# Type inference question

5 replies
Georgios Gousios
Joined: 2011-11-21,
scala -versionScala code runner version 2.9.1.final -- Copyright 2002-2011, LAMP/EPFL
1. scala> val a = List(1,2,3)

a: List[Int] = List(1, 2, 3)

2. scala> val b = List(4,5,6)

b: List[Int] = List(4, 5, 6)

3. scala> a zip b

res18: List[(Int, Int)] = List((1,4), (2,5), (3,6))

4. scala> a.zip(b)

res19: List[(Int, Int)] = List((1,4), (2,5), (3,6))

5. scala> a.zip(b) ++ List((9, 10))

res17: List[(Int, Int)] = List((1,4), (2,5), (3,6), (9,10))

6. scala> a zip b ++ List((9, 10))

res15: List[(Int, Any)] = List((1,4), (2,5), (3,6))
Given the above REPL sequence, why do steps 5 and 6 produce different results (and in fact step 6 produces a wrong result)? Are there any differences in the way (or order?) types are inferenced in both cases?
paulbutcher
Joined: 2010-03-08,
Re: Type inference question
On 21 Nov 2011, at 17:13, Georgios Gousios wrote:
6. scala> a zip b ++ List((9, 10))

res15: List[(Int, Any)] = List((1,4), (2,5), (3,6))
Given the above REPL sequence, why do steps 5 and 6 produce different results (and in fact step 6 produces a wrong result)? Are there any differences in the way (or order?) types are inferenced in both cases?

This is a simple precedence issue, isn't it?
a zip b ++ List((9, 10))

is actually:
a zip (b ++ List((9, 10)))

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Georgios Gousios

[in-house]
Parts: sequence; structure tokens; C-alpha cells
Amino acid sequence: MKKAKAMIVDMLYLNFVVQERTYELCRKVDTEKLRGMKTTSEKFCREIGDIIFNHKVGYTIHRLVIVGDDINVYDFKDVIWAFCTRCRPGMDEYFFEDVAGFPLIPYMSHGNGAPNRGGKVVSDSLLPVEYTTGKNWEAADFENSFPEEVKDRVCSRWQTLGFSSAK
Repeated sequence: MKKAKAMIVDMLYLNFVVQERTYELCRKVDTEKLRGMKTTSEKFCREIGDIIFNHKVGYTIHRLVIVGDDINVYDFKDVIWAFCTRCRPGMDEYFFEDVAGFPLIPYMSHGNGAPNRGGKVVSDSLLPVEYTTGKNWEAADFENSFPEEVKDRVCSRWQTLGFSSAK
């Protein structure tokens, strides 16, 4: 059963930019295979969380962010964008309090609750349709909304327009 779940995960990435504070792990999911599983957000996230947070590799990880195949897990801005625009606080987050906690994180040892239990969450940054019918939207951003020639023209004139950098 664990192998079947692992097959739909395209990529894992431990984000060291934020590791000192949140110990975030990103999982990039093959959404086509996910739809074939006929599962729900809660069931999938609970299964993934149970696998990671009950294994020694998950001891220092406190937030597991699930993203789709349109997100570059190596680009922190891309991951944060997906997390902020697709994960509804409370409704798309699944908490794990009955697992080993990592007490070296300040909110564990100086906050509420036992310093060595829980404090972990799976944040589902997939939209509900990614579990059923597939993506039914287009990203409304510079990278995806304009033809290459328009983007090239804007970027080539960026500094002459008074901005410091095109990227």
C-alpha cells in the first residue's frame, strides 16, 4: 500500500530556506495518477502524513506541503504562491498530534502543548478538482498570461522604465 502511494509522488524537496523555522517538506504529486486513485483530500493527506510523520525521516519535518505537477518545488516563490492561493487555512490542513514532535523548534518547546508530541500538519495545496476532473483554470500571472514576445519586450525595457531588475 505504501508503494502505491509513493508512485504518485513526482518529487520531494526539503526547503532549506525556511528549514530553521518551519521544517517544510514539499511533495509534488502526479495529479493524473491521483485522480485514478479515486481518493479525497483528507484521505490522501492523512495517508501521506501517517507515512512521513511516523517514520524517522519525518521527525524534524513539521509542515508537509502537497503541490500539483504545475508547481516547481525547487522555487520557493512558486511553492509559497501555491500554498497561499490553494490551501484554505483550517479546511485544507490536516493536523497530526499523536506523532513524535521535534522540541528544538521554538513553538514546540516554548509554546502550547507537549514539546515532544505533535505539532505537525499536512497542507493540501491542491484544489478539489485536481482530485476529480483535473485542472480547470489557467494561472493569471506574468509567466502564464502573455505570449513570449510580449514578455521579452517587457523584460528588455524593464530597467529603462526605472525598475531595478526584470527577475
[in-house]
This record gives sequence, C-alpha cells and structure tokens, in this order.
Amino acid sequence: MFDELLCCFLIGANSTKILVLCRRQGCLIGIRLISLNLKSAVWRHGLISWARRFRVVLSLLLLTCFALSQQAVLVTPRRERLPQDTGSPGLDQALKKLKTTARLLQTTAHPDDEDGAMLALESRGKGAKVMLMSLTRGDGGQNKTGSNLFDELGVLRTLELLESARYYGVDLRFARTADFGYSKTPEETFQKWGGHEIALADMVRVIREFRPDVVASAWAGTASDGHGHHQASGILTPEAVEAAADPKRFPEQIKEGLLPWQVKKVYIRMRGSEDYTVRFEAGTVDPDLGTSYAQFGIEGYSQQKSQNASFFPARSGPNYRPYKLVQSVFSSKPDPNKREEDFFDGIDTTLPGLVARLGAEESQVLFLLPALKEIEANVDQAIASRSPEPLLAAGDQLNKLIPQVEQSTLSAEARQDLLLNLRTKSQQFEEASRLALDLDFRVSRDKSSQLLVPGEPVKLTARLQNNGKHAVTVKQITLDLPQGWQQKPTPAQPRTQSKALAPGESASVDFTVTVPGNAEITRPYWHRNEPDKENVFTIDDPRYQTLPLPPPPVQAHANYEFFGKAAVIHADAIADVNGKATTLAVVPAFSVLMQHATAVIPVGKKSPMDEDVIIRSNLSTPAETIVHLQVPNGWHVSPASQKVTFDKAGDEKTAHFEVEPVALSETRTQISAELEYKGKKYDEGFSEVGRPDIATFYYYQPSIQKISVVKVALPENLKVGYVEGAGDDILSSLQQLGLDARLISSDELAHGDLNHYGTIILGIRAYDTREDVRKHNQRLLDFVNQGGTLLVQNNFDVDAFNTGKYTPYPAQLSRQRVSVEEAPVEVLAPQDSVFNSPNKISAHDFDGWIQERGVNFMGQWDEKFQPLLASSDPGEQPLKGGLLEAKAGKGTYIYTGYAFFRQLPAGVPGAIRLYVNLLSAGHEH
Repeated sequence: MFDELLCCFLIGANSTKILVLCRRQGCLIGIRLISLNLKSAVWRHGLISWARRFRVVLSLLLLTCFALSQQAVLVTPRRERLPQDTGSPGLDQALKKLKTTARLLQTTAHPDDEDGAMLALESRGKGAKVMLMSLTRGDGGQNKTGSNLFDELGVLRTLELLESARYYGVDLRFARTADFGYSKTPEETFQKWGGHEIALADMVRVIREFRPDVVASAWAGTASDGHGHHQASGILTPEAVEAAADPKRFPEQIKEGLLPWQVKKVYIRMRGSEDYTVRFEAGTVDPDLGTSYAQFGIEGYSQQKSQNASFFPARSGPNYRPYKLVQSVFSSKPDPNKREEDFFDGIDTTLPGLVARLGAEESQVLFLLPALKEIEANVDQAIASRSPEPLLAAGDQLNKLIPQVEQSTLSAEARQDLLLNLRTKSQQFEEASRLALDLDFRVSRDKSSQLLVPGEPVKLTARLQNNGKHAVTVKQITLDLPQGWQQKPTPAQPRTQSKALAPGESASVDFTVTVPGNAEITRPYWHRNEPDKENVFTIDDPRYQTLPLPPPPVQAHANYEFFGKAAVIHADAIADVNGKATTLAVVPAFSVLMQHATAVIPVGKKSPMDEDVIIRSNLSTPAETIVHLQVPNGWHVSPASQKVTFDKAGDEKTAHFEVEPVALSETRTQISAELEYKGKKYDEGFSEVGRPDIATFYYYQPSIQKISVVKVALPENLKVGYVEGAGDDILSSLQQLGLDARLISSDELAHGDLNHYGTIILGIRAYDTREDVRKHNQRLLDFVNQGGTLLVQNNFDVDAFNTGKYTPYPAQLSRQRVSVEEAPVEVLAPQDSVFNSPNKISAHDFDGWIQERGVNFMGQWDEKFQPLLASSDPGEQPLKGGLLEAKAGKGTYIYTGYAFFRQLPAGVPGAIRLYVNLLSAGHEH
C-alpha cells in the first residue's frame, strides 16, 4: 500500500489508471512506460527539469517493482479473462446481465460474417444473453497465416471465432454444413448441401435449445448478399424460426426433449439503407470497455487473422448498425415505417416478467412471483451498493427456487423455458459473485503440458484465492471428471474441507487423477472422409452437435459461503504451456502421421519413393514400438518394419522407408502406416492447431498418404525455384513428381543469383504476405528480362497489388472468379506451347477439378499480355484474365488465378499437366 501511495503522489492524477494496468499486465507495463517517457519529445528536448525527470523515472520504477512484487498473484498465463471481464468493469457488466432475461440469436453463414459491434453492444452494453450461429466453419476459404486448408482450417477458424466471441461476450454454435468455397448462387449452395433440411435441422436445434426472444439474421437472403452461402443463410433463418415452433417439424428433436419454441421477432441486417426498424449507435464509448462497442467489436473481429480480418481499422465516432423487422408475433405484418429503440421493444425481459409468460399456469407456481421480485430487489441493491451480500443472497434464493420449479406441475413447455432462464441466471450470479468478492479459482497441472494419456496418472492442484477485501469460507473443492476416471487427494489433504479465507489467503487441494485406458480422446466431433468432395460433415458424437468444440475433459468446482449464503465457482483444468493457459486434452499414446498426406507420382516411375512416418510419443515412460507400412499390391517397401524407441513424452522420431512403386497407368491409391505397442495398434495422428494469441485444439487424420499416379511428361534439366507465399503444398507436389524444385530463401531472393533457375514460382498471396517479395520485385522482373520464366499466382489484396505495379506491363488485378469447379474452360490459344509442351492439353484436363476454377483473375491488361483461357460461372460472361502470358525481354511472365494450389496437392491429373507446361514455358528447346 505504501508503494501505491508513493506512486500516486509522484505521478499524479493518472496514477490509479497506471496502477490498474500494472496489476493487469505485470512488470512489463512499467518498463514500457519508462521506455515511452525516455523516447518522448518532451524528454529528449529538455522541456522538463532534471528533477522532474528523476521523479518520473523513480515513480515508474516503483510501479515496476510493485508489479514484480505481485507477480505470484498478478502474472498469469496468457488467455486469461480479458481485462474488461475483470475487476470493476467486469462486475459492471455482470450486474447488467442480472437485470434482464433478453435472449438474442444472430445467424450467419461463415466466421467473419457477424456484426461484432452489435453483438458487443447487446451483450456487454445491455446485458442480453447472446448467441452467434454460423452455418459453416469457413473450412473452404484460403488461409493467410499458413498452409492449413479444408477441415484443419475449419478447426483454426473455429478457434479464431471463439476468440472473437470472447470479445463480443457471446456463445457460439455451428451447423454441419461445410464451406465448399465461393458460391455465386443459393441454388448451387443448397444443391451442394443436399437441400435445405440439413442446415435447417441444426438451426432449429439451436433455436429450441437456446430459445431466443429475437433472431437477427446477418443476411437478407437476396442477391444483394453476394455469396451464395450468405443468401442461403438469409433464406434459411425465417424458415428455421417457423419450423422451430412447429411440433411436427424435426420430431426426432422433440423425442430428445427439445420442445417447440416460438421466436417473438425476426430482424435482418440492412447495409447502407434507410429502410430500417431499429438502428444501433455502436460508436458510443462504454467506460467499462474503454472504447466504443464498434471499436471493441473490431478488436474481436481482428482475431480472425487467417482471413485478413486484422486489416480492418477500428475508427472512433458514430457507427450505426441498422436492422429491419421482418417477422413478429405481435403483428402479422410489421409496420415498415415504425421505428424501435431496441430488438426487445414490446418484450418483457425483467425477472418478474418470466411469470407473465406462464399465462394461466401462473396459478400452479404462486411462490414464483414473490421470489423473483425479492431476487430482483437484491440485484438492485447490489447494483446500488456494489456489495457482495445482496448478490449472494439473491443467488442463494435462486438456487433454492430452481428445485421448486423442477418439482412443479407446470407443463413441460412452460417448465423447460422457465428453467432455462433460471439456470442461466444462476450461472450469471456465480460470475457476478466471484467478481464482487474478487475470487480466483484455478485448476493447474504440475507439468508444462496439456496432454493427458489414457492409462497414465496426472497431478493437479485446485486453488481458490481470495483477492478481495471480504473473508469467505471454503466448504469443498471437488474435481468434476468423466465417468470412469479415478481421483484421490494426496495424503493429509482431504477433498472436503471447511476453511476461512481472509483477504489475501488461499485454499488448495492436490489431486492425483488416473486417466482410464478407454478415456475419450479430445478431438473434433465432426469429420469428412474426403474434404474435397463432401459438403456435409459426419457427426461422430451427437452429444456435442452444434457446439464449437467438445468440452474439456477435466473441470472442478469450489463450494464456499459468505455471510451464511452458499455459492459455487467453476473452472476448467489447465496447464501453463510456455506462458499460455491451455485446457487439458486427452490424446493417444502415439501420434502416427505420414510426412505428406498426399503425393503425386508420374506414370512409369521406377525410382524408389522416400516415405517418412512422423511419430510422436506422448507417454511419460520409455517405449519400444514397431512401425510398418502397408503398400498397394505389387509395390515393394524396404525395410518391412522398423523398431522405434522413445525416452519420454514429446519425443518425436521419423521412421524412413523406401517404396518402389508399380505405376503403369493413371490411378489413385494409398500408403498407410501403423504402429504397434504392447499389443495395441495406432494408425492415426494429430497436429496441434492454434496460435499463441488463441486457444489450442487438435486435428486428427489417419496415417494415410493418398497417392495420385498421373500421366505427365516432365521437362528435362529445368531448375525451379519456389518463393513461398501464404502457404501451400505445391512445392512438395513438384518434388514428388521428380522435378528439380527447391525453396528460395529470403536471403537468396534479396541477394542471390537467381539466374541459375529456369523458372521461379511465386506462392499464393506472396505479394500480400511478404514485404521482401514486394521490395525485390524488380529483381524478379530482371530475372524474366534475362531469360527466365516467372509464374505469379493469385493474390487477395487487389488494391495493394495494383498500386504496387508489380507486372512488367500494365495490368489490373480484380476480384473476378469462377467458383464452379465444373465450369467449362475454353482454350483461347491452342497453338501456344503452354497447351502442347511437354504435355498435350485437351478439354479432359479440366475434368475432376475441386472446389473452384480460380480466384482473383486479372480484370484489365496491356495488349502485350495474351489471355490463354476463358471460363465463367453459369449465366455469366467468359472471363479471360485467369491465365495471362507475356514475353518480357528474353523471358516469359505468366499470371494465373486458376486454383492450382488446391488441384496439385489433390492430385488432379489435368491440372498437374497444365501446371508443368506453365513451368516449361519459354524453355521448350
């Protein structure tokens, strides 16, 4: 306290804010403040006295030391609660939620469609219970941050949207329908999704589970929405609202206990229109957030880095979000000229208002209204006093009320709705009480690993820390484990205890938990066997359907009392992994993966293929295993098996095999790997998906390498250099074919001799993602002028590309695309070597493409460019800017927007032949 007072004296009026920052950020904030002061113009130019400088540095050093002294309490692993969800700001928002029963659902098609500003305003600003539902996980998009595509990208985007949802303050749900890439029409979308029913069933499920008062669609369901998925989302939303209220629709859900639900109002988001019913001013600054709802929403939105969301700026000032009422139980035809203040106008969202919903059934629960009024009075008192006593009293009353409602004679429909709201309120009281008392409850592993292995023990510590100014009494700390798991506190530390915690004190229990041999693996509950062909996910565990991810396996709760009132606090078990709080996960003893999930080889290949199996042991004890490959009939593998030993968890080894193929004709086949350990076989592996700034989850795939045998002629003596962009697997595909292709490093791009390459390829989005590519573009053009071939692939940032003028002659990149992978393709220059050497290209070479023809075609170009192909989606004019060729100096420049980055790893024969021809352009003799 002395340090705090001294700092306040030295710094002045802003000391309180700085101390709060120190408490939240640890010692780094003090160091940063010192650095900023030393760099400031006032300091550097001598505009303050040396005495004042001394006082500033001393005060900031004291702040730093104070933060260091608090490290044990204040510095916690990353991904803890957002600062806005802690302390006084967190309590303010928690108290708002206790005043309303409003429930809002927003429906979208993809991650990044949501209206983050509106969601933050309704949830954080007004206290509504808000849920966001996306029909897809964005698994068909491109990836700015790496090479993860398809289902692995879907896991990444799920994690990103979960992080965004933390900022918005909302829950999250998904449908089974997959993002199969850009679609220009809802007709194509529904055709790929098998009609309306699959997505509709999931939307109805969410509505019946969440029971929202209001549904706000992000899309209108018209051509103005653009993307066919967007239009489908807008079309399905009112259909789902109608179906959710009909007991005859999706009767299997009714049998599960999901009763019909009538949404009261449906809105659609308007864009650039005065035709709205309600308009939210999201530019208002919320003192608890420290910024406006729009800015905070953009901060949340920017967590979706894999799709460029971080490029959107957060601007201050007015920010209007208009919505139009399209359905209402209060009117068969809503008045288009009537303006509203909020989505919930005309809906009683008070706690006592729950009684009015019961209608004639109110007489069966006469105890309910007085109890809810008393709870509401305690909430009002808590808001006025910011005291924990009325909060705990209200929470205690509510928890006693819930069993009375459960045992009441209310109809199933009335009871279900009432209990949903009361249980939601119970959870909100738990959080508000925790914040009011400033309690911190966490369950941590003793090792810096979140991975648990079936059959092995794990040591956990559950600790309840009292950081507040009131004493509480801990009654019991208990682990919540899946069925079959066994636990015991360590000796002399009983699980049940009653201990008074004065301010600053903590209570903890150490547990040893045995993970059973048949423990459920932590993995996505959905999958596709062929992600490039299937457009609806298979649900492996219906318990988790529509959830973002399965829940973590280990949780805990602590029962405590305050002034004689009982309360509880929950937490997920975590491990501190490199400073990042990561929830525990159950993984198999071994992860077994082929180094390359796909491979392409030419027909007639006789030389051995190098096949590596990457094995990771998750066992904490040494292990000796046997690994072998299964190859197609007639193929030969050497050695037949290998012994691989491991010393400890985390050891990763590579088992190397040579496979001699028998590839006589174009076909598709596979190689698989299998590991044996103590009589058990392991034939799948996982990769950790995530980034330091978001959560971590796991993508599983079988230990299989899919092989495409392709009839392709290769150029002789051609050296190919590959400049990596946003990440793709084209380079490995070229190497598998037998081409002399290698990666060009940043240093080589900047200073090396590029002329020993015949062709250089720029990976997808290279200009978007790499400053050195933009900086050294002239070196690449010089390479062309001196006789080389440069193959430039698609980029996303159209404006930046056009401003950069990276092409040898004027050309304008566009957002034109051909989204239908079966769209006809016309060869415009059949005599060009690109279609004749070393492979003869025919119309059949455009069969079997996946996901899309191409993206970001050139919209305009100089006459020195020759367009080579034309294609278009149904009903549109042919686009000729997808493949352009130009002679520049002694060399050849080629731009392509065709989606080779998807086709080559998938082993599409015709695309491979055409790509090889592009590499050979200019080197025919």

Joined: 2011-11-21,
Re: Type inference question

++ is a method in immutable.List, not an operator. Why would a chain of methods be evaluated from right to left?

Viktor Klang
Joined: 2008-12-17,
Re: Type inference question

On Mon, Nov 21, 2011 at 6:24 PM, Georgios Gousios <gousiosg [at] gmail [dot] com> wrote:
++ is a method in immutable.List, not an operator. Why would a chain of methods be evaluated from right to left?

http://stackoverflow.com/questions/2922347/operator-precedence-in-scala

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Viktor Klang

extempore
Joined: 2008-12-17,
Re: Type inference question

On Mon, Nov 21, 2011 at 9:13 AM, Georgios Gousios wrote:
> Given the above REPL sequence, why do steps 5 and 6 produce different
> results (and in fact step 6 produces a wrong result)?

A wrong result? Perish the thought. Looks right to me. Perhaps it's
clearer this way.

scala> val b = List(4,5,6)
b: List[Int] = List(4, 5, 6)

scala> b ++ List((9, 10))
res1: List[Any] = List(4, 5, 6, (9,10))

scala> List(1, 2, 3) zip res1
res2: List[(Int, Any)] = List((1,4), (2,5), (3,6))

Todd Vierling
Joined: 2011-04-27,
Re: Type inference question
On Monday, November 21, 2011 12:28:55 PM UTC-5, √iktor Klang wrote:
On Mon, Nov 21, 2011 at 6:24 PM, Georgios Gousios <gous [dot] [dot] [dot] [at] gmail [dot] com> wrote:
++ is a method in immutable.List, not an operator. Why would a chain of methods be evaluated from right to left?

http://stackoverflow.com/questions/2922347/operator-precedence-in-scala

More to the point, when opting for infix notation, methods become operators and are subject to operator precedence.
This is why I try _not_ to use too much infix notation: besides something like "a zip b ++ List(...)" being hard to read, it's not visually obvious which methods are being invoked on what objects, and in what order. Traditional use of dots and parens makes it crystal-clear.
Infix notation is a nice shortcut, but over-abusing it will cause you major pain, eventually. :)